SPIEGEL ONLINE: It was reported after the killing of bin Laden that you had given the United States carte blanche to hunt terrorists in Pakistan shortly after the Sept. 11 terrorist attacks. You reportedly told the US that Pakistan would publicly protest but secretly tolerate it.
Musharraf: Whoever makes such claims is talking nonsense. There was never any such kind of agreement.
SPIEGEL ONLINE: Why do you regularly condemn the US mission against bin Laden? It was a successful attack against the most-wanted terrorist in the world, who had been living undiscovered in Pakistan for several years.
Musharraf: I have my doubts as to whether bin Laden was living in this house for five years, as was reported. I honestly don't believe it, and I have my own good reasons. The United States has given no evidence that this was truly the case. I rather presume that he was only temporarily in Abbottabad.
SPIEGEL ONLINE: Yes, about a kilometer away from the military academy of the Pakistani armed forces. How could something like that have gone unnoticed?
Musharraf: He did live close to the military academy. Its mission is to train young officers, not to work in intelligence operations. What military academy in the whole world is aware of who is living within a few kilometers?
SPIEGEL ONLINE: So you're sticking to your criticism of the United States' killing of bin Laden in Pakistan?
Musharraf: The way they did it was not okay. No country is allowed to violate another's sovereignty like the US did in this case. Pakistan's authority was harmed, how can I approve of such a thing?
SPIEGEL ONLINE: But you do find the fact that bin Laden was eliminated praiseworthy, do you not?
Musharraf: It was certainly a success, but this success could have been achieved by Pakistani security forces.
SPIEGEL ONLINE: But they were apparently clueless, so how could they have done that?
Musharraf: The United States was obliged to inform Pakistan. We are still their anti-terrorism partners. And speaking of cluelessness, the CIA failed months before 9/11, when 19 men began preparing terrorist attacks. When they hijacked four airplanes, the CIA failed again. When they flew two planes into the World Trade Center, the CIA was blindsided. The same goes for when a plane crashed into the Pentagon. The CIA has failed so many times. Can we be forgiven for failing just once?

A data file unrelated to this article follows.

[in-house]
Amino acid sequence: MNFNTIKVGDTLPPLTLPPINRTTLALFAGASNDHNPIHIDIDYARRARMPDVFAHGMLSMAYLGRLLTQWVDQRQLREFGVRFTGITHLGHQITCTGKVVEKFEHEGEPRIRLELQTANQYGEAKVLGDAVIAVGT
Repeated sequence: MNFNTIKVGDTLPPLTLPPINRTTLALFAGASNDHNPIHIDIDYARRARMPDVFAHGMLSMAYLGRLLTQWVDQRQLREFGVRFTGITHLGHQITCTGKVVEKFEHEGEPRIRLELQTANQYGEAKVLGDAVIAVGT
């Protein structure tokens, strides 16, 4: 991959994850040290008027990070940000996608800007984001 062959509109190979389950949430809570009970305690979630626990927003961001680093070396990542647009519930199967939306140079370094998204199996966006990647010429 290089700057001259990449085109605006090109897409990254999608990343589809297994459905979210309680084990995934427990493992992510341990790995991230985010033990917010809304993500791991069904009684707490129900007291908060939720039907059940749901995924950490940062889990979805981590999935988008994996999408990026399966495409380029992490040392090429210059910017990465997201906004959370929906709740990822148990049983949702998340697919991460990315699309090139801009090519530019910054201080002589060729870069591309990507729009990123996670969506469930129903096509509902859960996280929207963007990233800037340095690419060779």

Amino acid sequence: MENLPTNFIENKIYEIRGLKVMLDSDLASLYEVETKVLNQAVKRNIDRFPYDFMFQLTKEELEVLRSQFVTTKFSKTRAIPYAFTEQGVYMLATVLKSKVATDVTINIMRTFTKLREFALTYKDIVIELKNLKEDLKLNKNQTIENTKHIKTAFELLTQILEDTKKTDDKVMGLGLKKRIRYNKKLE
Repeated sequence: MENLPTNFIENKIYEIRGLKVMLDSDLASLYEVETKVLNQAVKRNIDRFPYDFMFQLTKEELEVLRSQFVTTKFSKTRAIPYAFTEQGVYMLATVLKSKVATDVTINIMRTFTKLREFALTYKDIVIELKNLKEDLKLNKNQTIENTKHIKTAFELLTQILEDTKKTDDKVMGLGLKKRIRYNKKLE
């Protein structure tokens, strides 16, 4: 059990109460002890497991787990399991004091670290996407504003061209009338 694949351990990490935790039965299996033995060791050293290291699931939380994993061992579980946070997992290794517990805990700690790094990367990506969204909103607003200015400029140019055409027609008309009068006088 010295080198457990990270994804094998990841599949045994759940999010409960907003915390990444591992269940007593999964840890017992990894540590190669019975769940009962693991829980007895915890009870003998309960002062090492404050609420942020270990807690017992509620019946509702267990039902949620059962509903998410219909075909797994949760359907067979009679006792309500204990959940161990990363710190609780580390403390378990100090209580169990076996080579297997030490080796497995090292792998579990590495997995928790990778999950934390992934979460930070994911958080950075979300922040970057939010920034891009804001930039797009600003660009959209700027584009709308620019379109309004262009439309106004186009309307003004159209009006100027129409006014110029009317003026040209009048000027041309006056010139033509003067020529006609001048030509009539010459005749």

SPIEGEL ONLINE: In contrast to the Pakistani ISI, the CIA is hardly accused of complicity with extremists.
Musharraf: Accusing Pakistan's military and intelligence service of complicity is nonsense. You can accuse us of negligence, but not complicity.
SPIEGEL ONLINE: How do you respond to the US drone strikes, which have killed several high-ranking terrorists and, according to US diplomatic cables, have the secret approval of the Pakistani government?
Musharraf: I'm against these drone wars. It's also an infringement on our sovereignty. If the US wants to fight terrorists with drones, they should provide us with the corresponding technology so that we can carry out that fight.
SPIEGEL ONLINE: The Taliban hates you, and recently vowed to send you "to hell." In addition several politicians and judges would prefer to see you on the gallows. Do you have any fear of returning to Pakistan?
Musharraf: Terrorists have repeatedly tried to send me to hell over the past 12 years. Unsuccessfully. And they're not going to succeed in the future either. My experience as an officer is that the most dangerous situations aren't so terrible once you're in the middle of them. One thing becomes clear: They were there only to create fear. And I know that fortune favors the brave.
Interview conducted by Hasnain Kazim